The last time I saw Hamlet live, in a production by the Royal Shakespeare Company in Stratford in 2013, there were so many puzzling touches in the direction that I wasn’t sure what the hell I was watching; afterwards, a friend observed that between the RSC and the Globe and the National, there must be so many versions of the play on offer over any given three- or four-year period, all attended, of course, by the same coterie of theatre critics, that you have to feel sorry for the poor bastard who has to dream up the next one. Turner’s choices don’t seem random or desperate in the way that RSC mounting did, but aside from her efforts to give it a more natural sound, I didn’t spot an overall concept. There are some fine images (like Ophelia’s bier and her mourners trekking across rubble) and some clever interpretations of individual moments (when Hamlet insists that Horatio and the others who have seen the Ghost take an oath of secrecy, the moment for all its seriousness, has the feel of boys-club camaraderie). Hinds plays Claudius as a narcissist, so when Horatio shows Hamlet a plate with the king’s photograph engraved on it, the moment is a humorous twist on a character choice. The pace is very fast, and the scene changes are accompanied by percussive music by Jon Hopkins that enhances the visceral excitement of the show in the first half.
Turner calls the intermission after Claudius’ brief second soliloquy about sending Hamlet to his death in England; we return to Fortinbras (Sergo Vares) and “How all occasions do inform against me,” but then Cumberbatch is gone and the production starts to come apart. That is, of course, always the danger with Hamlet, especially if Ophelia’s mad scene doesn’t work (and it doesn’t) and Laertes can’t find a way to bring some emotional color to his rabble-rousing and plotting with Claudius (and Holdbrook-Smith doesn’t). Siân Brooke’s neurotic Ophelia in the first half reminded me of Julia Stiles, who was so good in the 2000 Michael Almereyda film, but her physical choices in the mad scene just feel actorish. And the problems in Es Devlin’s set design are compounded after intermission. It’s a huge set, with an upstage staircase that bifurcates the horizontal space and suggestions of corridors and rooms and vacant spaces that certainly lend the Barbican stage a palatial grandeur as well as an aura of mystery (which Jane Cox’s smoky lighting accentuates). I love the staging opportunities it gives Turner, such as having Cumberbatch approach Claudius from above when he considers killing him at his prayers. But the various parts of this extremely complicated set particularize it in ways that make it impossible for the actors to localize each new environment as they move from one to the next. Since the second half begins with Fortinbras’ soldiers marching across a field toward the hill they’ve targeted, the lower level acquires a roughness during intermission (the rubble) that we’re stuck with for the rest of the performance, which works out fine for the graveyard scene but feels like an intrusion whenever the play moves back inside the castle.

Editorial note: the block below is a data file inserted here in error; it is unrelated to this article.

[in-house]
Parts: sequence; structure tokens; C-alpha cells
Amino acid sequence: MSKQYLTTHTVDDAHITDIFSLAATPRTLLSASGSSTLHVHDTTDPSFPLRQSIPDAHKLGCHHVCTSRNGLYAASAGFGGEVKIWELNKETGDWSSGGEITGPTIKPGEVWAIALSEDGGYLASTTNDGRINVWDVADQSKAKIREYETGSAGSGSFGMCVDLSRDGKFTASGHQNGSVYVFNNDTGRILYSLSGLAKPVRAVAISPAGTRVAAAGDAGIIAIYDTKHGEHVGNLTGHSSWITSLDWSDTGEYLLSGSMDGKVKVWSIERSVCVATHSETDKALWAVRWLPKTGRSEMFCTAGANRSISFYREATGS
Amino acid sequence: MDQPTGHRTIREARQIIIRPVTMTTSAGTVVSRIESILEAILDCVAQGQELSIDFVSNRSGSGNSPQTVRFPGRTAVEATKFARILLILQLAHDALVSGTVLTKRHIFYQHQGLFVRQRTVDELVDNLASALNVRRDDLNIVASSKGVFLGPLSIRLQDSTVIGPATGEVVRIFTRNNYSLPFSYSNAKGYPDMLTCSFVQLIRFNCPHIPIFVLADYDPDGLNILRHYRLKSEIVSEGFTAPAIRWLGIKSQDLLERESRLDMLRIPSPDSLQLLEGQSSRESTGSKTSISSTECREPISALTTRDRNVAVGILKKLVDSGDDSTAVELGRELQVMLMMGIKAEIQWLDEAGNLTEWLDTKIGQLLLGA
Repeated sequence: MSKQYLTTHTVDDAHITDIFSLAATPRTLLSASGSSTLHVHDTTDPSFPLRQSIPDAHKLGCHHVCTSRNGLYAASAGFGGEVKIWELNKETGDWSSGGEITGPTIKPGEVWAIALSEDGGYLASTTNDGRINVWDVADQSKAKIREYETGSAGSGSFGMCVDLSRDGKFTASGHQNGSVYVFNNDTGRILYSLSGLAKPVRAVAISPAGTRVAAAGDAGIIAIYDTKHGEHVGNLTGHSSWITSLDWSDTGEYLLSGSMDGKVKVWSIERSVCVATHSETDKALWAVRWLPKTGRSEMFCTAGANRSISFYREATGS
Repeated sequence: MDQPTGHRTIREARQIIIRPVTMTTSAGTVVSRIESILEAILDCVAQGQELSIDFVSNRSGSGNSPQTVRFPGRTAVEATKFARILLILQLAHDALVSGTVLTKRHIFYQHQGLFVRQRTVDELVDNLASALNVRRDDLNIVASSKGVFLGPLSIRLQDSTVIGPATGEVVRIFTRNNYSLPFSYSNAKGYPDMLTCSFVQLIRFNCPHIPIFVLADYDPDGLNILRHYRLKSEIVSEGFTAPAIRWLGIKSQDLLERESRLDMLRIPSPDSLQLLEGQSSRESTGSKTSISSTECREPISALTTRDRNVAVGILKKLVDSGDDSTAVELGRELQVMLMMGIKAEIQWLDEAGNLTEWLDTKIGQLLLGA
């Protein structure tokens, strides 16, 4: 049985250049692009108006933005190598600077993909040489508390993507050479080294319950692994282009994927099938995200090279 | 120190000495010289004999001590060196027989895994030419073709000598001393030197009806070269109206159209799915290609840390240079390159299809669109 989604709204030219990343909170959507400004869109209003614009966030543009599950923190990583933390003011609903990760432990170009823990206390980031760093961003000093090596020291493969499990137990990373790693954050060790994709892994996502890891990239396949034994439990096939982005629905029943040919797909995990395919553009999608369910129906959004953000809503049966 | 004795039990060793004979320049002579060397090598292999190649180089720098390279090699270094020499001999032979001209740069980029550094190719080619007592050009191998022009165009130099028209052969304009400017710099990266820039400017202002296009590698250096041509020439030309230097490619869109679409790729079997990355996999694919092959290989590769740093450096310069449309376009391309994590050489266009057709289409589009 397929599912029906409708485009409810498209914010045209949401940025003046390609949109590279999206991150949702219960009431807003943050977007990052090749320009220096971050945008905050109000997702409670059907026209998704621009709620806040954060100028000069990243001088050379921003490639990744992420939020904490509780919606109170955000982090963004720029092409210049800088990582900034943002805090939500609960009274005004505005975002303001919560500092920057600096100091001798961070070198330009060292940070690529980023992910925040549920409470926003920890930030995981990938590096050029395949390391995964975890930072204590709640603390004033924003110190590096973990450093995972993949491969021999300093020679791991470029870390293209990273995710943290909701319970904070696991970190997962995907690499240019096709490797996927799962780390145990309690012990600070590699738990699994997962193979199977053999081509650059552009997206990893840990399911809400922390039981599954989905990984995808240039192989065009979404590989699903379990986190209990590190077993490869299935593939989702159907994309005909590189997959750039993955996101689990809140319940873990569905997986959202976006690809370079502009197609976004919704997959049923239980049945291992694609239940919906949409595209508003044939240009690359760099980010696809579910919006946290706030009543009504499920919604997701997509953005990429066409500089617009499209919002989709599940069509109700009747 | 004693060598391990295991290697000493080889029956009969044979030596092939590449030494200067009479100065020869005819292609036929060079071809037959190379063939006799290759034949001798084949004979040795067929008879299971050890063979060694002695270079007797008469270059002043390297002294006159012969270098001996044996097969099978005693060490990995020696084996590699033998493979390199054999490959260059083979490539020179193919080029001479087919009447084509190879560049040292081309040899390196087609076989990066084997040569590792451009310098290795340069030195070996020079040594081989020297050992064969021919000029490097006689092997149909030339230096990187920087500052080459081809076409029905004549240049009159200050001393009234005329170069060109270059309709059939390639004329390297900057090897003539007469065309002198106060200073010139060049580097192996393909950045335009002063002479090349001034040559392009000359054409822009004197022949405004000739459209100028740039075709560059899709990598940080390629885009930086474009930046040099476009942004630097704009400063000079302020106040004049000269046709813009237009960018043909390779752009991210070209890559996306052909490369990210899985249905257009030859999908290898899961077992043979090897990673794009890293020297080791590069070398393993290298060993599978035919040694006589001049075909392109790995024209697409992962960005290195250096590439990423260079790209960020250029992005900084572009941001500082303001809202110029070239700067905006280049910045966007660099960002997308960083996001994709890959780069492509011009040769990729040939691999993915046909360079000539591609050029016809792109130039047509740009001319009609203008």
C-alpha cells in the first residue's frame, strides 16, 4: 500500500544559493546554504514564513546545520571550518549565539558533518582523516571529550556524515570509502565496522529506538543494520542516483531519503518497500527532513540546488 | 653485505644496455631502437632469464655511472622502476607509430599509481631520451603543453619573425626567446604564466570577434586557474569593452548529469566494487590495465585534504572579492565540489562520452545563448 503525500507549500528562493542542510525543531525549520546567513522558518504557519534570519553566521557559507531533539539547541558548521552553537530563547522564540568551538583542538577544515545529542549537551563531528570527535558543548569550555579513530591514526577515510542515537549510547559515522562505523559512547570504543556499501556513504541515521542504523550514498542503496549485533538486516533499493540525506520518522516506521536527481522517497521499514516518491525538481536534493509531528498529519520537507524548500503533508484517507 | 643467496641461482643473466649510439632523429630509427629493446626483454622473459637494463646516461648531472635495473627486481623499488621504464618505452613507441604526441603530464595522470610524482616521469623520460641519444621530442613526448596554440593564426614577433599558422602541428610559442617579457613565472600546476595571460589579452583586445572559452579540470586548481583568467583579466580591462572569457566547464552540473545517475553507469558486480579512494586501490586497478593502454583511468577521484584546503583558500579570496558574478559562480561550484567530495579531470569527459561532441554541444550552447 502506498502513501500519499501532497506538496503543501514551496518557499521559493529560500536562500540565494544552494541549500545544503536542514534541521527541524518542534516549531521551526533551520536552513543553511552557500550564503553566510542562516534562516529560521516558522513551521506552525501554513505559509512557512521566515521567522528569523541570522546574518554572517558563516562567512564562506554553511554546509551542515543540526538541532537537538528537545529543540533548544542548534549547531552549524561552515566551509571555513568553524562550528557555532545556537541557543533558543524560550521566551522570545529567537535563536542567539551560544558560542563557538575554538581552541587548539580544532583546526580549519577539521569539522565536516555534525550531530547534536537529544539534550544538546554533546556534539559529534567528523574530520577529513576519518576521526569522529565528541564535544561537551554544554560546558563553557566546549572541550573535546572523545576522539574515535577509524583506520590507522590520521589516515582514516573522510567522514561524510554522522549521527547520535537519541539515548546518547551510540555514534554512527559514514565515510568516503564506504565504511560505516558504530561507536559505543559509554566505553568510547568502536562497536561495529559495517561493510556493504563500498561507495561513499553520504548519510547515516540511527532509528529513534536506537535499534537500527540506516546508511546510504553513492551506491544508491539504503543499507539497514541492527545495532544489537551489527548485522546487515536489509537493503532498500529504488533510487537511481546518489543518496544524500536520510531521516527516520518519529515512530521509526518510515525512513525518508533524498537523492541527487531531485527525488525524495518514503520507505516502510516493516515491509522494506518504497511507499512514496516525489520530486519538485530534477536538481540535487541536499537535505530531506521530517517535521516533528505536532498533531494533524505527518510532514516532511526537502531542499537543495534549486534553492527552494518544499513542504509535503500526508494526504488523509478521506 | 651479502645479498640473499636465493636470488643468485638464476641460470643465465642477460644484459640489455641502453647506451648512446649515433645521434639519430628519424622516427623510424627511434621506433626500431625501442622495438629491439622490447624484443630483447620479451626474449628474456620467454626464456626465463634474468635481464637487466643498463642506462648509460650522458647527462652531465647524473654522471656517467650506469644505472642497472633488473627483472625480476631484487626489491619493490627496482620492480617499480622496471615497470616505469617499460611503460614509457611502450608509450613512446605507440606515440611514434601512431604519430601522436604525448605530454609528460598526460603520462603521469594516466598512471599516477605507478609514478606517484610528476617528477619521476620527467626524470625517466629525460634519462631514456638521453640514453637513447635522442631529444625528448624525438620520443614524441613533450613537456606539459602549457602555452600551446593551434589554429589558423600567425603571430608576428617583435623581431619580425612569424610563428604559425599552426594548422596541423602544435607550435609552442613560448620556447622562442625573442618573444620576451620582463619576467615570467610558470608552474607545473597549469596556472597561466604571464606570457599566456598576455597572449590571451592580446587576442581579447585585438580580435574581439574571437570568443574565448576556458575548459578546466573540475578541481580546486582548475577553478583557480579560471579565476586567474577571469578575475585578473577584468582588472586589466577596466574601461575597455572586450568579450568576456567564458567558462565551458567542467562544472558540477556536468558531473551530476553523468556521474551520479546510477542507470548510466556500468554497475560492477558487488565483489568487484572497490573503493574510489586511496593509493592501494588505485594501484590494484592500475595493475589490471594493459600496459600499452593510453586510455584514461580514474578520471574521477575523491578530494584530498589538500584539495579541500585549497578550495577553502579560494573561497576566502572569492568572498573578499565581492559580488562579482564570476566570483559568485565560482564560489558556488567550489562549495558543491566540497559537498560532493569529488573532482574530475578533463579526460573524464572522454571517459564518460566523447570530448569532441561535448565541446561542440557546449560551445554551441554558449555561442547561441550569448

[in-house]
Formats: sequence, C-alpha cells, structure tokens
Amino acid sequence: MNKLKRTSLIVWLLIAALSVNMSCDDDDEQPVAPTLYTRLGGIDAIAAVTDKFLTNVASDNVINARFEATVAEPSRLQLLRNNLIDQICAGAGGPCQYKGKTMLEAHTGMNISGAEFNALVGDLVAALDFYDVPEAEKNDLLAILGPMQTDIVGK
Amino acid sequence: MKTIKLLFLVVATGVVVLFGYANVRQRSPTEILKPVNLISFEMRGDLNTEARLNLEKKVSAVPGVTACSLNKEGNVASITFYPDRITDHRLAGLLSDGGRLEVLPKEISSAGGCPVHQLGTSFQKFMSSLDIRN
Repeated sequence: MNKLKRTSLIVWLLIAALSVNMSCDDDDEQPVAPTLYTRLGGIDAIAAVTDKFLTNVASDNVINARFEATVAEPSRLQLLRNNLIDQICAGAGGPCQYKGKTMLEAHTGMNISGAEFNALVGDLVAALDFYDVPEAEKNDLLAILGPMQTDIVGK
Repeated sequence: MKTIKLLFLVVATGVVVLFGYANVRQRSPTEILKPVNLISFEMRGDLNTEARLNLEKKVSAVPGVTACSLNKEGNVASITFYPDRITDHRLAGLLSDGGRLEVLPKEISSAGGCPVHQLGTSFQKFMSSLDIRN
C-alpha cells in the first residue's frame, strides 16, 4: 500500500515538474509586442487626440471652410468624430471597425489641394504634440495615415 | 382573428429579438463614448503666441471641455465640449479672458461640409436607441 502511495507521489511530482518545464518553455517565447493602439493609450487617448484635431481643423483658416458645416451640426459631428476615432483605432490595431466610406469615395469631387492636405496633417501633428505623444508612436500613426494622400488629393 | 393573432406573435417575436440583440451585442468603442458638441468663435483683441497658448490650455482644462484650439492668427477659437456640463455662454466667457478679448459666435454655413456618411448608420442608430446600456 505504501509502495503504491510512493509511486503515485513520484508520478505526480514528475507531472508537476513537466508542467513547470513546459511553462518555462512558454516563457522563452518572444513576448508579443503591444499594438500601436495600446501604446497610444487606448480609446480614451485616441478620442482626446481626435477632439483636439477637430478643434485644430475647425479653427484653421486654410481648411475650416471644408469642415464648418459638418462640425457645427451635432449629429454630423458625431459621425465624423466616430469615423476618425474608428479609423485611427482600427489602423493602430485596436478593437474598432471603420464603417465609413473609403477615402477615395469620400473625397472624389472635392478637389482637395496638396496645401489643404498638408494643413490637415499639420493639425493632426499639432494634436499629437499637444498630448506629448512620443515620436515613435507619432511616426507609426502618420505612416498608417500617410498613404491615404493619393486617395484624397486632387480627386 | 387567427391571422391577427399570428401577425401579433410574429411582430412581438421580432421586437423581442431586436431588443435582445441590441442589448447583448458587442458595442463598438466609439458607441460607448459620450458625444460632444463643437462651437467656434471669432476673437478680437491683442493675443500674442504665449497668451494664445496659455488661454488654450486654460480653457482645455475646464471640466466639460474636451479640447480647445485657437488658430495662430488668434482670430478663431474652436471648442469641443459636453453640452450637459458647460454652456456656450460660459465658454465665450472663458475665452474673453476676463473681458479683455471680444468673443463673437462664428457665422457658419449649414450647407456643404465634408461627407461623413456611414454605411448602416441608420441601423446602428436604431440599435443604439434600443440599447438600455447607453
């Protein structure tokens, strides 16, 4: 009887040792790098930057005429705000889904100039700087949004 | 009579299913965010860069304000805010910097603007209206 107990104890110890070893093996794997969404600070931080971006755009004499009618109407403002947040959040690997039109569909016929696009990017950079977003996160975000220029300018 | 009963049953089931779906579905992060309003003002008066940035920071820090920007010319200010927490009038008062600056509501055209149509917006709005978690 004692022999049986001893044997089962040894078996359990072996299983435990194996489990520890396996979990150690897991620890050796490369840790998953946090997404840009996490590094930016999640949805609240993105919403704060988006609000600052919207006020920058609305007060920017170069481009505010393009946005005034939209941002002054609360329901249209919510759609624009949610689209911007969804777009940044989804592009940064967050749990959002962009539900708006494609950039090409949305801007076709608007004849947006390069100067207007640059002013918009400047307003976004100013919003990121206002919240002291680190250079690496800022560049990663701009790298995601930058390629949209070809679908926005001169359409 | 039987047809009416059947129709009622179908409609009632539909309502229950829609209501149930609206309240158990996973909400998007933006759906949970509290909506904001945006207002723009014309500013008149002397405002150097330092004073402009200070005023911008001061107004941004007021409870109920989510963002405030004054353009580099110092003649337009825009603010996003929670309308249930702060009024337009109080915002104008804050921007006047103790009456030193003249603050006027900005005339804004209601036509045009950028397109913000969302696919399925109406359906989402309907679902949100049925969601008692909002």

I didn’t care for Karl Johnson as the Ghost; he lacks authority, and he’s weird in ways that aren’t accounted for by his supernatural essence. (Johnson is better as the Gravedigger.) But the only major actor whose performance didn’t work for me at all was Hille’s as Gertrude; I found it impossible to figure out her character. Generally we see who Gertrude is through the way she and Claudius interact, so if you’re going to make Claudius as solipsistic as Hinds does (successfully, I think), then the Gertrude has to make a particularly strong choice from the outset in her scenes with him, and Hille comes across as oddly bland. The most striking moment in her performance is her almost hysterical retreat down the stairs when Ophelia arrives, determined to speak to her, for the first time since her father’s murder, but it doesn’t make much sense.
Cumberbatch isn’t quite able to galvanize the fifth act, though his reading of the “special providence in the fall of a sparrow” speech is very sensitive; it’s really the duel that brings the show back to life. (Sidi Larbi Cherkaoui supervised the movement.) But though the production isn’t entirely a success, the emotional power of his performance is a complete reason for seeing it.
– Steve Vineberg is Distinguished Professor of the Arts and Humanities at College of the Holy Cross in Worcester, Massachusetts, where he teaches theatre and film. He also writes for The Threepenny Review and is the author of three books: Method Actors: Three Generations of an American Acting Style; No Surprises, Please: Movies in the Reagan Decade; and High Comedy in American Movies.